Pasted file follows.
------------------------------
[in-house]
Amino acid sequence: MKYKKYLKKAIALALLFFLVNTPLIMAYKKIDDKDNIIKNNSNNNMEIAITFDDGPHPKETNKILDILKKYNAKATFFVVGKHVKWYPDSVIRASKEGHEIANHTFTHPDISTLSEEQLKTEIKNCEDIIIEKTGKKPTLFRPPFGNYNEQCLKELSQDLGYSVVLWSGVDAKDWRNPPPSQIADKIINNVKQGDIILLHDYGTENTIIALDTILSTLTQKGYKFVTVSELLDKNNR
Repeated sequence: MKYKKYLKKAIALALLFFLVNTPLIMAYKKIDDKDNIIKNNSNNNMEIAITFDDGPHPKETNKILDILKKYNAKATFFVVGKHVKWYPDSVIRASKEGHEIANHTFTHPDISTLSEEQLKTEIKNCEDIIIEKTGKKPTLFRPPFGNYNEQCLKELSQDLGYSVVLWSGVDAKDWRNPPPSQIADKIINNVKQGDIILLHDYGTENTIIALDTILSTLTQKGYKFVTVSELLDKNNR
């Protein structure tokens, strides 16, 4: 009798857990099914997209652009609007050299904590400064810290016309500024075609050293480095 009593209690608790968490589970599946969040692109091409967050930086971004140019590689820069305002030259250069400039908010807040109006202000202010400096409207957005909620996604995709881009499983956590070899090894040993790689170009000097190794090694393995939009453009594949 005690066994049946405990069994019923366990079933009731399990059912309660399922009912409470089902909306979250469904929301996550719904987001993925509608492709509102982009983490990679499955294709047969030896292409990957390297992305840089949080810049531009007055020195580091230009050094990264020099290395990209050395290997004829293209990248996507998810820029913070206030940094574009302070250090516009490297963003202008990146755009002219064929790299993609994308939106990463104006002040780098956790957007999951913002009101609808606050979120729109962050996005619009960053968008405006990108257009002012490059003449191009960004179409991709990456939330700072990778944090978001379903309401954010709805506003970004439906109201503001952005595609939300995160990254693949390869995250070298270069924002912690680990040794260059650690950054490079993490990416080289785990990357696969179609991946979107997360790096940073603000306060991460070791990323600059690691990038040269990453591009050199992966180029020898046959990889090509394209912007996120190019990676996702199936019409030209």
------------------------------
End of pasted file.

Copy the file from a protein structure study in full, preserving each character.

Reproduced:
[in-house]
Amino acid sequence: MKYKKYLKKAIALALLFFLVNTPLIMAYKKIDDKDNIIKNNSNNNMEIAITFDDGPHPKETNKILDILKKYNAKATFFVVGKHVKWYPDSVIRASKEGHEIANHTFTHPDISTLSEEQLKTEIKNCEDIIIEKTGKKPTLFRPPFGNYNEQCLKELSQDLGYSVVLWSGVDAKDWRNPPPSQIADKIINNVKQGDIILLHDYGTENTIIALDTILSTLTQKGYKFVTVSELLDKNNR
Repeated sequence: MKYKKYLKKAIALALLFFLVNTPLIMAYKKIDDKDNIIKNNSNNNMEIAITFDDGPHPKETNKILDILKKYNAKATFFVVGKHVKWYPDSVIRASKEGHEIANHTFTHPDISTLSEEQLKTEIKNCEDIIIEKTGKKPTLFRPPFGNYNEQCLKELSQDLGYSVVLWSGVDAKDWRNPPPSQIADKIINNVKQGDIILLHDYGTENTIIALDTILSTLTQKGYKFVTVSELLDKNNR
């Protein structure tokens, strides 16, 4: 009798857990099914997209652009609007050299904590400064810290016309500024075609050293480095 009593209690608790968490589970599946969040692109091409967050930086971004140019590689820069305002030259250069400039908010807040109006202000202010400096409207957005909620996604995709881009499983956590070899090894040993790689170009000097190794090694393995939009453009594949 005690066994049946405990069994019923366990079933009731399990059912309660399922009912409470089902909306979250469904929301996550719904987001993925509608492709509102982009983490990679499955294709047969030896292409990957390297992305840089949080810049531009007055020195580091230009050094990264020099290395990209050395290997004829293209990248996507998810820029913070206030940094574009302070250090516009490297963003202008990146755009002219064929790299993609994308939106990463104006002040780098956790957007999951913002009101609808606050979120729109962050996005619009960053968008405006990108257009002012490059003449191009960004179409991709990456939330700072990778944090978001379903309401954010709805506003970004439906109201503001952005595609939300995160990254693949390869995250070298270069924002912690680990040794260059650690950054490079993490990416080289785990990357696969179609991946979107997360790096940073603000306060991460070791990323600059690691990038040269990453591009050199992966180029020898046959990889090509394209912007996120190019990676996702199936019409030209």